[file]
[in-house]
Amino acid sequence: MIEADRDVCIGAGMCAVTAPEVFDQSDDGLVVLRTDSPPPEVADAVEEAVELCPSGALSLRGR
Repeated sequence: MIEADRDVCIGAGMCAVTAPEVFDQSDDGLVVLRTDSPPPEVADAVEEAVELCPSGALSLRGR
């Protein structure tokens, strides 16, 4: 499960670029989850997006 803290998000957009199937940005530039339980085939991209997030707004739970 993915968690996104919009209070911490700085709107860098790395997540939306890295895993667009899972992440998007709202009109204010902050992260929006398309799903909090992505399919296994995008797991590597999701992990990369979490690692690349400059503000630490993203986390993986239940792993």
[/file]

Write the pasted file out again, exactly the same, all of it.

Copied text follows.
[in-house]
Amino acid sequence: MIEADRDVCIGAGMCAVTAPEVFDQSDDGLVVLRTDSPPPEVADAVEEAVELCPSGALSLRGR
Repeated sequence: MIEADRDVCIGAGMCAVTAPEVFDQSDDGLVVLRTDSPPPEVADAVEEAVELCPSGALSLRGR
């Protein structure tokens, strides 16, 4: 499960670029989850997006 803290998000957009199937940005530039339980085939991209997030707004739970 993915968690996104919009209070911490700085709107860098790395997540939306890295895993667009899972992440998007709202009109204010902050992260929006398309799903909090992505399919296994995008797991590597999701992990990369979490690692690349400059503000630490993203986390993986239940792993």